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Poverty Estimating Poverty for Indigenous Groups by Matching Census and Survey Data

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Author Info

  • Claudio Agostini

    ()
    (ILADES-Georgetown University, Universidad Alberto Hurtado)

  • Phillip Brown

    ()
    (Colby College, Waterville, Maine, United States and International Food Policy Research Institute, Washington, D.C., United States.)

  • Andrei Roman

    ()
    (Colby College, Waterville, Maine, United States)

Abstract

It is widely held that indigenous Chileans experience greater rates of poverty and indigence than non-indigenousChileans, yet the evidence to date has been based on surveys that are not representative by ethnicity. In this paper,we use poverty mapping methodologies that are typically applied to geography to develop statistically preciseestimates of poverty, indigence, poverty gaps, and indigence gaps for each of the eight indigenous groupsrecognized by Chilean law. We find that indigenous people experience higher rates of poverty and indigence andgreater depth of poverty and indigence than non-indigenous people. These results hold within individual regions,suggesting that the differential access to economic opportunities in different parts of the country cannot fully explainthe results. We also find that the burden of poverty is not shared equally across indigenous groups. Instead, theMapuche and Aymará experience disproportionately high poverty rates. We argue that including ethnicity incriteria for identifying poor households may help policy-makers to improve antipoverty targeting.

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Bibliographic Info

Paper provided by Ilades-Georgetown University, Universidad Alberto Hurtado/School of Economics and Bussines in its series ILADES-Georgetown University Working Papers with number inv207.

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Length: 35 pages
Date of creation: Jun 2008
Date of revision:
Handle: RePEc:ila:ilades:inv207

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Keywords: Poverty; Indigence; Ethnicity; Poverty Mapping; Chile;

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  1. Claudio A. Agostini & Philip Brown, 2007. "Local Distributional Effects of Government Cash Transfers in Chile," William Davidson Institute Working Papers Series wp872, William Davidson Institute at the University of Michigan.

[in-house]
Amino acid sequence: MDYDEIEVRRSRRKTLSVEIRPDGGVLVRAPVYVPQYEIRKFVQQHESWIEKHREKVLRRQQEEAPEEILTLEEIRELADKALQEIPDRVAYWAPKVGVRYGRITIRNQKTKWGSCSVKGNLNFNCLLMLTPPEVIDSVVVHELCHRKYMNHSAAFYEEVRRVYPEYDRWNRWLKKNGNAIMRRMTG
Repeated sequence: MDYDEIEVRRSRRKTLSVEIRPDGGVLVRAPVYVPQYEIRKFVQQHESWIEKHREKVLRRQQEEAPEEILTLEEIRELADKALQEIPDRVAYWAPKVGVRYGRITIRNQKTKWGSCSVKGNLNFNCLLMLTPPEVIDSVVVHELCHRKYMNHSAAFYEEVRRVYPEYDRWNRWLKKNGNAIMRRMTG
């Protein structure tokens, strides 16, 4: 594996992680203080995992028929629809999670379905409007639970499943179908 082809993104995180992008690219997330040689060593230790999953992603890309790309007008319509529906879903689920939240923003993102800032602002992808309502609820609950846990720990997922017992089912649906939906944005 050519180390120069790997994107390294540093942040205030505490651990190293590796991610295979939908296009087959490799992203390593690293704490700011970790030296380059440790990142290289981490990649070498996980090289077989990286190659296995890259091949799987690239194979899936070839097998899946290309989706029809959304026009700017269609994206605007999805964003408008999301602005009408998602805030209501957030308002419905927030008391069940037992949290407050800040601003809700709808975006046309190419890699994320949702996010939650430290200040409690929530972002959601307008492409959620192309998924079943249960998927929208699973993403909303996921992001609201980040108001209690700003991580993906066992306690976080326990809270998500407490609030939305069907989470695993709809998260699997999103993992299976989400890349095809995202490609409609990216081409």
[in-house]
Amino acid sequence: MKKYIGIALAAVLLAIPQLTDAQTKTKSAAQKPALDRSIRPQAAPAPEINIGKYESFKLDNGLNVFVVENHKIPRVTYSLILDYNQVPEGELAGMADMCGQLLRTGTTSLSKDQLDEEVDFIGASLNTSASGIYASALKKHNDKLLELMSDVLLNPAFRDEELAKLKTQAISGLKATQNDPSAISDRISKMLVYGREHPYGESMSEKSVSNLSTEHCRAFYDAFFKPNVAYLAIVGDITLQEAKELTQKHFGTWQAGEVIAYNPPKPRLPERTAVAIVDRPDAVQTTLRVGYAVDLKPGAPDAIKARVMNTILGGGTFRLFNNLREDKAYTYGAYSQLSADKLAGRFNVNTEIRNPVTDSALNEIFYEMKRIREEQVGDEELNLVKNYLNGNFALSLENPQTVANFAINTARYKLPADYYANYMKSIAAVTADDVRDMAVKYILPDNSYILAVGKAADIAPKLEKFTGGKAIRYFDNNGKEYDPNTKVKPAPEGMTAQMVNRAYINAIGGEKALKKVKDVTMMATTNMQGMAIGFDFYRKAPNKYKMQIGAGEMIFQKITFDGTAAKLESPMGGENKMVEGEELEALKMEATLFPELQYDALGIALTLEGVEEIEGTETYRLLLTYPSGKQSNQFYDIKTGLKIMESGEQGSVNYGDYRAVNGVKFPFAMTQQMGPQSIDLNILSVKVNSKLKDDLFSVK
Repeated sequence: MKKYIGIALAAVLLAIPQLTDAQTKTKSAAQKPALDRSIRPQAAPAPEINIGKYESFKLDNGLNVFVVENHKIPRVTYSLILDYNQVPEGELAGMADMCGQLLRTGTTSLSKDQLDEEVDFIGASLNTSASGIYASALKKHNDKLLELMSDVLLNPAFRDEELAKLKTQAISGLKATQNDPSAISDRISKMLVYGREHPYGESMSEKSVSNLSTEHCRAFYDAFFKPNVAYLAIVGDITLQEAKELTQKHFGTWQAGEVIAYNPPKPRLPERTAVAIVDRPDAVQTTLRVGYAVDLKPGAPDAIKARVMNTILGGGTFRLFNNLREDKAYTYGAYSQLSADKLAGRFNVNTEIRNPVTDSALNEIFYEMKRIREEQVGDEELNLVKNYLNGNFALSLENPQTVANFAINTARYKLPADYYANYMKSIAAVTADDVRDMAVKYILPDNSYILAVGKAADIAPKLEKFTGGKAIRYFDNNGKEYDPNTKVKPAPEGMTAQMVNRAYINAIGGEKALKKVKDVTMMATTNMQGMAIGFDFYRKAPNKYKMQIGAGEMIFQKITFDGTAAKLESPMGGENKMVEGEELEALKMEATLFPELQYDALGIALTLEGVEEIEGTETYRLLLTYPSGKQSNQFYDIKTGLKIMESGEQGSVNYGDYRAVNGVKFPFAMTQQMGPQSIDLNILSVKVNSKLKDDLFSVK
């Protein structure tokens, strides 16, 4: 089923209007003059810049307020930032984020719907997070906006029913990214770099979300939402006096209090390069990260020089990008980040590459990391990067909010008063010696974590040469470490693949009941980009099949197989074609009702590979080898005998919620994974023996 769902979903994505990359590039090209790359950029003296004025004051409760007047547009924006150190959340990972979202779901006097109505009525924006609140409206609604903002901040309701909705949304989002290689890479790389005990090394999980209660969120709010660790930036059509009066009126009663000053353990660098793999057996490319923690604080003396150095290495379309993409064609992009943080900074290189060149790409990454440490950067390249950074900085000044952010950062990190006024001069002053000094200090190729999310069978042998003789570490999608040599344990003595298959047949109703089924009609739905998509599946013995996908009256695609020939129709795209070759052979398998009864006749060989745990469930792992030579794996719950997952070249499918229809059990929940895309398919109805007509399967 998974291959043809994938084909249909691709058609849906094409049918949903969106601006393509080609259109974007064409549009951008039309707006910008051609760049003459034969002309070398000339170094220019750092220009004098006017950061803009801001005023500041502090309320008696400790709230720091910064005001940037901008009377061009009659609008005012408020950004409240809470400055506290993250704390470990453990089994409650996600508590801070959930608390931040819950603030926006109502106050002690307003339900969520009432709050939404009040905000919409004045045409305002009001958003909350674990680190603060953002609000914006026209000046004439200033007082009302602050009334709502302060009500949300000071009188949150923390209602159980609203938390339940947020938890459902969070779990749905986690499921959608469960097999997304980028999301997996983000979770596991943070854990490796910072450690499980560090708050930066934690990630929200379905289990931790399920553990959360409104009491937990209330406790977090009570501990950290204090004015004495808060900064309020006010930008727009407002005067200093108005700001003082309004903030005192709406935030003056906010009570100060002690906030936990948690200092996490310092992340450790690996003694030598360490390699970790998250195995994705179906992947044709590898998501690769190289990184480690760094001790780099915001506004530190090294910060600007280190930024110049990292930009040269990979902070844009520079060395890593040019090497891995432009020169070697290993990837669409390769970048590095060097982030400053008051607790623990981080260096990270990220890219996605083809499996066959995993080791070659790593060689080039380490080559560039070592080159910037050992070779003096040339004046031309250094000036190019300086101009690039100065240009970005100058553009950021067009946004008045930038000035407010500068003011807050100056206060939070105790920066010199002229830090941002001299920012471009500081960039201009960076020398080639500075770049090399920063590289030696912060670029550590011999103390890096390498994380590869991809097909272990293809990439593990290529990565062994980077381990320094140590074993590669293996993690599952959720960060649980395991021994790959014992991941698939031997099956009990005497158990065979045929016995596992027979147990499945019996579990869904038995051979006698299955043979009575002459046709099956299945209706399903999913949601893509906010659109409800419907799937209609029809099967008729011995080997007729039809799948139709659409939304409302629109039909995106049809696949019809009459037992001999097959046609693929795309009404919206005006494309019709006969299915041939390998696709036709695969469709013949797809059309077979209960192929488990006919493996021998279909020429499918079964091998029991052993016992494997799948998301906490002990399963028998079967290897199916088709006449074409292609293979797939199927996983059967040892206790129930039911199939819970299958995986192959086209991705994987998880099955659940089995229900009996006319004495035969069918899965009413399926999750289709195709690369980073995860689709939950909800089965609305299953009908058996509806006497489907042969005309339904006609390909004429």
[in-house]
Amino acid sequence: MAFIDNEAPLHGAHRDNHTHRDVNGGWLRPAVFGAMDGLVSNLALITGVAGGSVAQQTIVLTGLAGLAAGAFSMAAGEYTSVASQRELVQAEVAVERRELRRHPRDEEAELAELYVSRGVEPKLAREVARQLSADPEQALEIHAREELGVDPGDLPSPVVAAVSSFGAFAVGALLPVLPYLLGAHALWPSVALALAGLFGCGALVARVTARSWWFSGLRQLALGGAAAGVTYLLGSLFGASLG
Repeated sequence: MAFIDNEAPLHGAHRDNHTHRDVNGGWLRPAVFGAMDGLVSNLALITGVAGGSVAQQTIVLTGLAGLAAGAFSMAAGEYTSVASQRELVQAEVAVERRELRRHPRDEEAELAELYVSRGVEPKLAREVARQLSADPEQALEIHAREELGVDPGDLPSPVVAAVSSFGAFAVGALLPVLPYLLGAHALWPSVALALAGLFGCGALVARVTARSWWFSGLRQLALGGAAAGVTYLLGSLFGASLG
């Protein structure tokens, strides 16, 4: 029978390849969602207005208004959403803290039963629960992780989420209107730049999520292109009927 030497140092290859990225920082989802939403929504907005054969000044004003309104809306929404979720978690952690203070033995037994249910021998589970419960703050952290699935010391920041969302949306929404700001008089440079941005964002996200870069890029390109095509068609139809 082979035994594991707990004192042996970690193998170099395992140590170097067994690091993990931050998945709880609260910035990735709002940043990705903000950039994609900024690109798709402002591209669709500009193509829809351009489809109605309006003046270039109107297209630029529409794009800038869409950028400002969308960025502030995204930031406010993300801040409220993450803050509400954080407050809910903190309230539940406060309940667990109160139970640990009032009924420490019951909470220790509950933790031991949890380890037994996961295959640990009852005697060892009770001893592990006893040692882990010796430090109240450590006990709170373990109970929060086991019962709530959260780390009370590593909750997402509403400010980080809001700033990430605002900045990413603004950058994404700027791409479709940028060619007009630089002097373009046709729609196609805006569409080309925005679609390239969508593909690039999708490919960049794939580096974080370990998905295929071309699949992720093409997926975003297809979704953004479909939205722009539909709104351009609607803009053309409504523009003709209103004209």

2. McEwan, Patrick J, 2004. "The Indigenous Test Score Gap in Bolivia and Chile," Economic Development and Cultural Change, University of Chicago Press, vol. 53(1), pages 157-90, October.
  3. Demombynes, Gabriel & Ozler, Berk, 2005. "Crime and local inequality in South Africa," Journal of Development Economics, Elsevier, vol. 76(2), pages 265-292, April.
  4. Chris Elbers & Jean O. Lanjouw & Peter Lanjouw, 2003. "Micro--Level Estimation of Poverty and Inequality," Econometrica, Econometric Society, vol. 71(1), pages 355-364, January.
  5. Dante Contreras & Osvaldo Larrañaga & Julie Litchfield, 2001. "Poverty and Income Distribution in Chile: 1987-1998 New Evidence," Latin American Journal of Economics-formerly Cuadernos de Economía, Instituto de Economía. Pontificia Universidad Católica de Chile., vol. 38(114), pages 191-208.
  6. Dante Contreras, 2003. "Poverty and Inequality in a Rapid Growth Economy: Chile 1990-96," Journal of Development Studies, Taylor & Francis Journals, vol. 39(3), pages 181-200.
  7. Claudio Agostini & Phillip Brown, 2007. "Desigualdad geográfica en Chile," Revista de Analisis Economico – Economic Analysis Review, Ilades-Georgetown University, Universidad Alberto Hurtado/School of Economics and Bussines, vol. 22(1), pages 3-33, June.
  8. Elbers, Chris & Fujii, Tomoki & Lanjouw, Peter & Ozler, Berk & Yin, Wesley, 2007. "Poverty alleviation through geographic targeting: How much does disaggregation help?," Journal of Development Economics, Elsevier, vol. 83(1), pages 198-213, May.
  9. Georgina Pizzolitto, 2005. "Poverty and Inequality in Chile: Methodological Issues and a Literature Review," CEDLAS, Working Papers 0020, CEDLAS, Universidad Nacional de La Plata.
  10. Datt, Gaurav & Ravallion, Martin, 1990. "Regional disparities, targeting, and poverty in India," Policy Research Working Paper Series 375, The World Bank.
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